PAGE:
Howard County families who have loved ones with Autism (as well as other special needs, Alzheimer’s, mental health challenges, etc.) can breathe a little easier knowing that county 911 operators and first responders are already “in the know” when called to an emergency. The 911 Address Flagging Program gives residents the option to voluntarily “flag” their address in the system. This provides the 911 Call Center with first-hand knowledge that an individual with Autism resides at a given address and that he or she may be nonverbal, oversensitive to sirens, unaware of danger, prone to elope, or exhibit other note-worthy behaviors. This information is then forwarded to first responders prior to their arrival on the scene.
“This is just another common-sense step toward greater protection of and service to individuals in our community with special needs,” says Beth Benevides, former HCAS president. “No one ever wants to be in an emergency situation. But the reality is we sometimes are. Anything we can do to better prepare first responders for what they might encounter is worth our effort. In the end, this seemingly simple address notation has the potential to save lives.”
Police Lt. William Cheuvront, who has worked alongside HCAS overseeing the Rapid Return tracking system (formerly, Project Lifesaver), didn’t need convincing when he was asked to help. He contacted the Howard County Police Department Commander of Communications on behalf of HCAS and together he and the commander outlined what information would be required from families who wish to flag their addresses.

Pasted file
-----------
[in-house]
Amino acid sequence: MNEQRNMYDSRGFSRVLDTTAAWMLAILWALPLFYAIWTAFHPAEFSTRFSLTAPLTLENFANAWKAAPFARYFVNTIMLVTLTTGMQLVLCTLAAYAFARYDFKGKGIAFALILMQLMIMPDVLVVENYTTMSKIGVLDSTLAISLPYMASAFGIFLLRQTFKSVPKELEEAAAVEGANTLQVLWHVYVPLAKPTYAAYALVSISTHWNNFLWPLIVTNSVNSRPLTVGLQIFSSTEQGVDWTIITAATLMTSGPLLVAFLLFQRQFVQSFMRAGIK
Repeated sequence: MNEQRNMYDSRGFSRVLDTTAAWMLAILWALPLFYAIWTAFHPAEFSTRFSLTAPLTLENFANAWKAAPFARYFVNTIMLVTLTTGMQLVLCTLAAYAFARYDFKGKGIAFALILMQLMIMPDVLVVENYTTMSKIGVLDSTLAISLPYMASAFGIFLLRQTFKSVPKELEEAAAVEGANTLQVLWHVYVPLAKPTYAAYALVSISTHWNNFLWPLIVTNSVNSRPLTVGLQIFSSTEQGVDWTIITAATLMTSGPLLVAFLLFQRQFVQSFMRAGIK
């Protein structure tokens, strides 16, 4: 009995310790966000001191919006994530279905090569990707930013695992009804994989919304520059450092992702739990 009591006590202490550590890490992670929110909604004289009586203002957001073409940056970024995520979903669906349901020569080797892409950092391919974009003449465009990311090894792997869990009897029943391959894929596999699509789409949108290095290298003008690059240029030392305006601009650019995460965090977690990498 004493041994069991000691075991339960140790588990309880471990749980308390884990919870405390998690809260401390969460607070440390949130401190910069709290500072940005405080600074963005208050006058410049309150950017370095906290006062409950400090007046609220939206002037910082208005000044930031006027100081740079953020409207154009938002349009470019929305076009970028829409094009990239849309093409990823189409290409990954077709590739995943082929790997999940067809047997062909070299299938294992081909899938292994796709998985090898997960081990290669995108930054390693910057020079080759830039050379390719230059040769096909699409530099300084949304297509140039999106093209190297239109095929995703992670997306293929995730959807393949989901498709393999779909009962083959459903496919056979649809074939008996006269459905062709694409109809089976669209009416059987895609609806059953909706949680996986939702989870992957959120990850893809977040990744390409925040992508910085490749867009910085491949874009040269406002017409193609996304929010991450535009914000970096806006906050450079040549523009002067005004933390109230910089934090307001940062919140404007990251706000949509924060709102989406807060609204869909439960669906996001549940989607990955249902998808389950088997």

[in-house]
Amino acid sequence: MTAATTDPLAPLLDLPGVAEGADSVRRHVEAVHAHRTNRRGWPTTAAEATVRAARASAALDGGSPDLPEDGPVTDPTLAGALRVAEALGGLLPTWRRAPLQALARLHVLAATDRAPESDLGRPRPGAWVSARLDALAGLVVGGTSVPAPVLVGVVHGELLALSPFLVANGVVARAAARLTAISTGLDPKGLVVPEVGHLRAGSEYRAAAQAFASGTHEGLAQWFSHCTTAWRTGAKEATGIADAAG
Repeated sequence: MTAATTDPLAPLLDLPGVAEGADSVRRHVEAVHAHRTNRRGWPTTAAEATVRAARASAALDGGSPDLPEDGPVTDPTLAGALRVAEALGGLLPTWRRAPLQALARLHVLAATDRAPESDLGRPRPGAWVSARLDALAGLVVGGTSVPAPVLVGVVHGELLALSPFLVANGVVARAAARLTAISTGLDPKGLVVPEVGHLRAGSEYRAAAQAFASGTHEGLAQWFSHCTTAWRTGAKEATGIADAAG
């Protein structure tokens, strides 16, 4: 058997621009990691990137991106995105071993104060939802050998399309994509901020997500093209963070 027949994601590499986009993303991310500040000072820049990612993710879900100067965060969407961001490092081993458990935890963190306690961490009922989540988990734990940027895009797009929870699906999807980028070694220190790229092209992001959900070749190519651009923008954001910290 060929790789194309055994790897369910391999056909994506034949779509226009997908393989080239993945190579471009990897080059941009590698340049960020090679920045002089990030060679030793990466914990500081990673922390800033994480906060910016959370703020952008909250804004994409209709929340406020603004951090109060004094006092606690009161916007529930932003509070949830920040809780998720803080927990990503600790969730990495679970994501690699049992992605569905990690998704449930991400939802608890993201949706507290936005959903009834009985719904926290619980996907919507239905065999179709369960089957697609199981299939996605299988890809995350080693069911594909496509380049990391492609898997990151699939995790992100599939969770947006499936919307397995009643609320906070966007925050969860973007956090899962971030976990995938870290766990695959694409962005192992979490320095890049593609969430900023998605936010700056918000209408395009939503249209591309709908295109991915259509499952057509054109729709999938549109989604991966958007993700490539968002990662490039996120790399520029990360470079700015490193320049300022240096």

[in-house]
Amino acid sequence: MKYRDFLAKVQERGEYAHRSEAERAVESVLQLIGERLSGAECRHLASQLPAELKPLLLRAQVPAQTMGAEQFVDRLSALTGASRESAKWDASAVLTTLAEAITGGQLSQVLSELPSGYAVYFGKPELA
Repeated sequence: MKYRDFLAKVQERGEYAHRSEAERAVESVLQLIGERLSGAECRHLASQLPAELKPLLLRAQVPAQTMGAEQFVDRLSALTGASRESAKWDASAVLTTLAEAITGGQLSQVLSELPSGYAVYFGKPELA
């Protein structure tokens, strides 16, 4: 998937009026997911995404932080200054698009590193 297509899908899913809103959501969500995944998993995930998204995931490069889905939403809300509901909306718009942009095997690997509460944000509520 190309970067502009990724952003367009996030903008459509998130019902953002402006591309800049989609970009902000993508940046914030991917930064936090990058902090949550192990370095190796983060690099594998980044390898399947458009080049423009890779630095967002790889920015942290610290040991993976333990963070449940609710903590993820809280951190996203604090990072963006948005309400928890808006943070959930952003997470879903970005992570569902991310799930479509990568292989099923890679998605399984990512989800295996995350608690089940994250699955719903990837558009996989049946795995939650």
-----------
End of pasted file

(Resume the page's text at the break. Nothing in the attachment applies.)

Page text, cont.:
Read more in these articles by Columbia Magazine (2021), The Baltimore Sun about how the program was created in 2012 and expansion of the program to serve others including those with dementia (2017)
Self-advocates, parents, or guardians of individuals with Autism
or other special needs may register online:
The request must include the following information:
- address to be flagged
- name of individual
- date of birth
- key facts for first responders
- an email address or phone number is also required – the Police Department will contact families annually to make sure the in-formation is still current
In the midst of an emergency call, information is dispersed quickly. Keep that in mind when writing your request. The idea is to include one or two helpful notations for first responders – examples: child is nonverbal; most likely to hide in bedroom when scared; avoid loud sirens if possible; unaware of danger, may elope and run into the street if feeling scared or threatened.